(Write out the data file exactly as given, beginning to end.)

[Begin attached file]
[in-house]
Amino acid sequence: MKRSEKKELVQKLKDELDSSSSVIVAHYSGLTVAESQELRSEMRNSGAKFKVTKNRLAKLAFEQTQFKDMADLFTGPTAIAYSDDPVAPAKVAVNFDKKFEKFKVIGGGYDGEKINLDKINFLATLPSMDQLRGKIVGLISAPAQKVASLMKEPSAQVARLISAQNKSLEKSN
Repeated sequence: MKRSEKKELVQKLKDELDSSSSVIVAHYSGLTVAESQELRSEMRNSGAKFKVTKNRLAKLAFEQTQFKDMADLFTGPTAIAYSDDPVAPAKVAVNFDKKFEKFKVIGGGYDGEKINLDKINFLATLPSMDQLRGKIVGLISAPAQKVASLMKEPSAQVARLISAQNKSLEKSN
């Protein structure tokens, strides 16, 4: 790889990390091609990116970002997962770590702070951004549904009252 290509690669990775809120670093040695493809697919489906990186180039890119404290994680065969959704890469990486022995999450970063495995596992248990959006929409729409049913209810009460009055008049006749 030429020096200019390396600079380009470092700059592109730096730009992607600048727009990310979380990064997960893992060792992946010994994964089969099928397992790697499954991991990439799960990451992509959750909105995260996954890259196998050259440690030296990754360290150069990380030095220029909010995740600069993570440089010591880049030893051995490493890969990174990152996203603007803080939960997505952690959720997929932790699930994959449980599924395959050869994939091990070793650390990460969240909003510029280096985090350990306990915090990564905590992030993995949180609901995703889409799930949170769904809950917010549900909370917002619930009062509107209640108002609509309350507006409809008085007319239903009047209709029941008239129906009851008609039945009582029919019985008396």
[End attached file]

[in-house]
Amino acid sequence: MKRSEKKELVQKLKDELDSSSSVIVAHYSGLTVAESQELRSEMRNSGAKFKVTKNRLAKLAFEQTQFKDMADLFTGPTAIAYSDDPVAPAKVAVNFDKKFEKFKVIGGGYDGEKINLDKINFLATLPSMDQLRGKIVGLISAPAQKVASLMKEPSAQVARLISAQNKSLEKSN
Repeated sequence: MKRSEKKELVQKLKDELDSSSSVIVAHYSGLTVAESQELRSEMRNSGAKFKVTKNRLAKLAFEQTQFKDMADLFTGPTAIAYSDDPVAPAKVAVNFDKKFEKFKVIGGGYDGEKINLDKINFLATLPSMDQLRGKIVGLISAPAQKVASLMKEPSAQVARLISAQNKSLEKSN
């Protein structure tokens, strides 16, 4: 790889990390091609990116970002997962770590702070951004549904009252 290509690669990775809120670093040695493809697919489906990186180039890119404290994680065969959704890469990486022995999450970063495995596992248990959006929409729409049913209810009460009055008049006749 030429020096200019390396600079380009470092700059592109730096730009992607600048727009990310979380990064997960893992060792992946010994994964089969099928397992790697499954991991990439799960990451992509959750909105995260996954890259196998050259440690030296990754360290150069990380030095220029909010995740600069993570440089010591880049030893051995490493890969990174990152996203603007803080939960997505952690959720997929932790699930994959449980599924395959050869994939091990070793650390990460969240909003510029280096985090350990306990915090990564905590992030993995949180609901995703889409799930949170769904809950917010549900909370917002619930009062509107209640108002609509309350507006409809008085007319239903009047209709029941008239129906009851008609039945009582029919019985008396």